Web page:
1. Christ. Christ is the chief cornerstone of the Church (Lk 20:17; Ac 4:11). If we do not have Christ in view, then the “elementary teachings about Christ” don’t make any sense! It is through Christ we are saved. It is Christ Who will return and begin to establish His Father’s Kingdom.
2. Repentance from acts that lead to death. The wages of sin is death. We must stop sinning and turn to God for strength to stop. However, most translations render this “dead works”, which covers a much larger territory. Our works cannot save us! We must point back to #1! However, we also know that we are saved not by good works but for good works (Ep 2:10).
3. Faith in God. I really hope that this one is obvious. Paul believed that faith was in an continuing circle (“faith to faith”), and that we are to live by faith (Ro 1:17). We are justified by faith (Ro 3:28). Faith must be put into action, as “faith without works is dead” (Jas 2:26).
4. Baptisms. Yes, that is plural. We are baptized, dunked, dipped, made soaking wet with water as an outward sign of repentance. We are commanded to repent and be baptized (Ac 2:38). We are to be baptized by the Holy Spirit (Jn 3:5; Ac 1:5). There is also a baptism of fire (Mt 3:11; Lk 3:16). For those who do not make it into the Kingdom, they will be immersed into a Lake of Fire to be burned up.
5. Laying on of hands. At minimum, members have hands laid upon them after baptism as a symbol of receiving the Holy Spirit. However, this topic is larger than this, and we should not be limiting it. Ordinations are also done by the laying on of hands, which symbolizes the blessing of God and a boost of His Spirit to enable the job to be carried out. The laying on of hands is also done during an anointing for an illness for the same reasons (Cf. Jas 5:14).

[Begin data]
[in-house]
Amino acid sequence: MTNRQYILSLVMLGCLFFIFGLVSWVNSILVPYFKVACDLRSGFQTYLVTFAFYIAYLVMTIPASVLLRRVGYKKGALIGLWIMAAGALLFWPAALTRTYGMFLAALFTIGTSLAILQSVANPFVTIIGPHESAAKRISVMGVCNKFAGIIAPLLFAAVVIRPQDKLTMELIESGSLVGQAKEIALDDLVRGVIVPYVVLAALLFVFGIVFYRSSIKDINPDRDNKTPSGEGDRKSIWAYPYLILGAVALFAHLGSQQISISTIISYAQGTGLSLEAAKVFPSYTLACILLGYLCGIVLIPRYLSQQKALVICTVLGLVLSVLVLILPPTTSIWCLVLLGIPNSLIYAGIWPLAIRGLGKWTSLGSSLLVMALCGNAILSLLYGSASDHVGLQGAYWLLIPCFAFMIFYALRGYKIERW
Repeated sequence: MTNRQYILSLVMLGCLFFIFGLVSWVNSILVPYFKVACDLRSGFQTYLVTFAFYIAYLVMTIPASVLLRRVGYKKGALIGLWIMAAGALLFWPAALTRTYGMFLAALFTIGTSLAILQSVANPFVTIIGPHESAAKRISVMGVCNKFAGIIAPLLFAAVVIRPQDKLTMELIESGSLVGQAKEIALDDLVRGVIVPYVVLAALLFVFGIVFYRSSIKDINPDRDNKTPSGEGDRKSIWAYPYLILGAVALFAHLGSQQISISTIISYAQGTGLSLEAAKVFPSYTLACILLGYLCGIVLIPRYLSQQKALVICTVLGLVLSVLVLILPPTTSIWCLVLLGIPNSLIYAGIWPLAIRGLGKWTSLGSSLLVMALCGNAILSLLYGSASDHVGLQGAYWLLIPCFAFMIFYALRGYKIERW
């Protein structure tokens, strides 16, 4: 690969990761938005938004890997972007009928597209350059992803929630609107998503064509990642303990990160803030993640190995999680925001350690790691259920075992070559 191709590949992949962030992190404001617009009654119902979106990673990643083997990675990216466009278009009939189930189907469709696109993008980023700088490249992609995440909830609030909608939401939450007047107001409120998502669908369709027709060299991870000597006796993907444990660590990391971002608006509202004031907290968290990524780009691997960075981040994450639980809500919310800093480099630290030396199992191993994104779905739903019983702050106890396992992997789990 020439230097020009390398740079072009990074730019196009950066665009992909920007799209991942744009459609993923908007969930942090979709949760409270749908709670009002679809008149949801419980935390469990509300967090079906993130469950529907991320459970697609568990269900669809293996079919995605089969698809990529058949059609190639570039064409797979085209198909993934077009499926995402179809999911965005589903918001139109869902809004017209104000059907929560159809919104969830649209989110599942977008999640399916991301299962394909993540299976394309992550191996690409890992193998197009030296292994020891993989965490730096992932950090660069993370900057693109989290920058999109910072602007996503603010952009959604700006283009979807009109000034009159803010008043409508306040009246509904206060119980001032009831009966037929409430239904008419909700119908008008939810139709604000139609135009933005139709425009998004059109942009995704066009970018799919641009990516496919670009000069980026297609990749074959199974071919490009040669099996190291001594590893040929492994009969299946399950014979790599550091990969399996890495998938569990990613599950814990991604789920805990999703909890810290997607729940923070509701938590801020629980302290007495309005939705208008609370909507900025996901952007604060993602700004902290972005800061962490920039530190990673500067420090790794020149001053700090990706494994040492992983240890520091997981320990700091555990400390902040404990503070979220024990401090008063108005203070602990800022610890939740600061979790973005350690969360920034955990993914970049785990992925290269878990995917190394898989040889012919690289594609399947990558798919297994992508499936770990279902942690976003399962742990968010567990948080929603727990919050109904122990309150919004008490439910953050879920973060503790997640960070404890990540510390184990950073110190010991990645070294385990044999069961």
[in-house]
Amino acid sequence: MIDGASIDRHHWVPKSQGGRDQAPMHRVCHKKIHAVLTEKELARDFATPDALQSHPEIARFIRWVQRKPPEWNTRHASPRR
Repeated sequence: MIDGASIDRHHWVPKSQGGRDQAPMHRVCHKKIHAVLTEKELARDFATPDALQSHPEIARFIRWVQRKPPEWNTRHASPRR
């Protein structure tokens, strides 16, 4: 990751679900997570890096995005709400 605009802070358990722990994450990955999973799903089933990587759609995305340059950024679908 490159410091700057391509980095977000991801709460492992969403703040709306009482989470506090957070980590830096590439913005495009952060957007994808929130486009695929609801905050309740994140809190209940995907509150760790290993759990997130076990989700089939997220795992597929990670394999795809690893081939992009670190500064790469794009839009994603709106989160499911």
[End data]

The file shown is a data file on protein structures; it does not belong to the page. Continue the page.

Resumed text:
6. Resurrection of the dead. Another one of the most distinctive doctrines of the COG is that we do not have an immortal soul, the saved do not go to heaven upon death, but all people “sleep” in the ground until Christ’s return. It is Christ Who will call everyone, in their own time and in their own order, out of their graves. The first resurrection happens when He returns, and that is the resurrection of the saints into spirit beings who will rule with Him for 1,000 years. After the 1,000 years have finished, there will be a second resurrection of flesh and blood. These people will have the “books”, the “biblios”, the Bible, opened to them for the first time. They will be judged from the Bible according to “their works”. There are indications that this judgment may be for 100 years. See Isa 65 and Rev 20 for details.
7. Eternal judgment. In the end, if anyone has not accepted the free gift of eternal life, then they will be thrown into the Lake of Fire. Finally, even the grave and death itself will be thrown into the Lake of Fire. This is called the “second death” (Rev 20:14-15). This will be the final death, lasting an eternity. There are no more opportunities beyond this point.
These are the “principle”, the “elementary” or “fundamental” beliefs of the NT Church. In some way, the COG organization you belong to should have these beliefs within their fundamental belief documents.